Mujaddara with Mint and Feta

In Arabic the word mujaddara means ‘small pox’, which in this dish refers to the speckled appearance of lentils among rice. Traditionally mujaddara is made by boiling rice, lentils and fried onions together, until the water has been absorbed. Usually I too cook mujaddara in the way of the traditionalist, but this is real life and after work the last thing I want to do is wait for lentils to boil.

So what’s a girl like me to do? Mujaddara is afterall one of my favourite dishes; I mean rice and lentils with a hint of cumin, jewelled with crispy slithers of sweet onion – how could you go wrong? So I cut a few corners, and jazzed it up a bit with my two all-time fave ingredients (wild guess, anyone?), resulting in a delicious albeit unconventional mujaddara. After work dinner dilemma solved.


  • 100g canned lentils, drained
  • 200g leftover/cooked basmati rice
  • 1 medium white onion, sliced in half and then into thin rings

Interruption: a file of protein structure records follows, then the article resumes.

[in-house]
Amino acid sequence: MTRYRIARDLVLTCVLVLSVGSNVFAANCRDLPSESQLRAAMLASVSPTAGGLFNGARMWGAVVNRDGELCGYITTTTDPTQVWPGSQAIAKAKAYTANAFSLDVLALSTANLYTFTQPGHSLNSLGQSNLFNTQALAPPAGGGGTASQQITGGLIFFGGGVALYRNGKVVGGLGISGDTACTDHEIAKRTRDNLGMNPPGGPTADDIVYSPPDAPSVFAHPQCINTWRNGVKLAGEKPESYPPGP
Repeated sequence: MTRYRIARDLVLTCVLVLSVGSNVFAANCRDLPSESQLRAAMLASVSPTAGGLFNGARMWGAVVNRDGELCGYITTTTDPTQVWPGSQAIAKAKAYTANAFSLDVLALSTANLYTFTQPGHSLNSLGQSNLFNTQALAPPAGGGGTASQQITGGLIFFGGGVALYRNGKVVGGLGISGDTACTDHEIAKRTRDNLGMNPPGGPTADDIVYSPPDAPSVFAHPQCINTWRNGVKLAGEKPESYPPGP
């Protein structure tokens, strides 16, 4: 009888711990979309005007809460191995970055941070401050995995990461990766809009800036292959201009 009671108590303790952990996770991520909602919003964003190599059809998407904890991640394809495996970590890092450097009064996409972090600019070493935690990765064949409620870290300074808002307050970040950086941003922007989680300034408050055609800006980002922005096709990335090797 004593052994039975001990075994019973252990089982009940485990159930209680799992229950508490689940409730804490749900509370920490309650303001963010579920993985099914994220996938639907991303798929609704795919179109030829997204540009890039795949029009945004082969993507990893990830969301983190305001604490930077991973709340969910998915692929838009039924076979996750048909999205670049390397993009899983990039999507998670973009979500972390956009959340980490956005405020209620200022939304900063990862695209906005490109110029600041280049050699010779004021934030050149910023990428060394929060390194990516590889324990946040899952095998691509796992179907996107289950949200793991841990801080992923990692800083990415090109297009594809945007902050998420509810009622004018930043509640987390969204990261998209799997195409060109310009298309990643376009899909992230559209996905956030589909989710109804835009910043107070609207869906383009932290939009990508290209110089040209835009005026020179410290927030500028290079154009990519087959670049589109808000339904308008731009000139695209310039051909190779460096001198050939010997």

• Olive oil – I have recently been using Palestinian, it’s incredible.
  • 1 teaspoon ground cumin
  • 50g feta cheese
  • Small bunch of fresh mint, roughly chopped
  • Salt
  • Freshly ground black pepper


Pour a generous amount of olive oil into a frying pan and add the onions. Fry for around 7-10 minutes or until crispy. You can also cook the onions a little less if you prefer them a bit softer, this part is up to you, as long as they’ve browned you’re good to go.

Remove the onion from the pan and set aside on absorbant paper. Make sure to reserve a tablespoon or so of the cooking oil in the pan.

Add your cooked rice and lentils to the frying pan and heat gently, coating with oil. Add the cumin and season with salt and pepper. Lastly stir through half of the onions.

To serve, garnish with the rest of the onions, mint and crumbled feta.

Serves 1, or 2 as a side dish.

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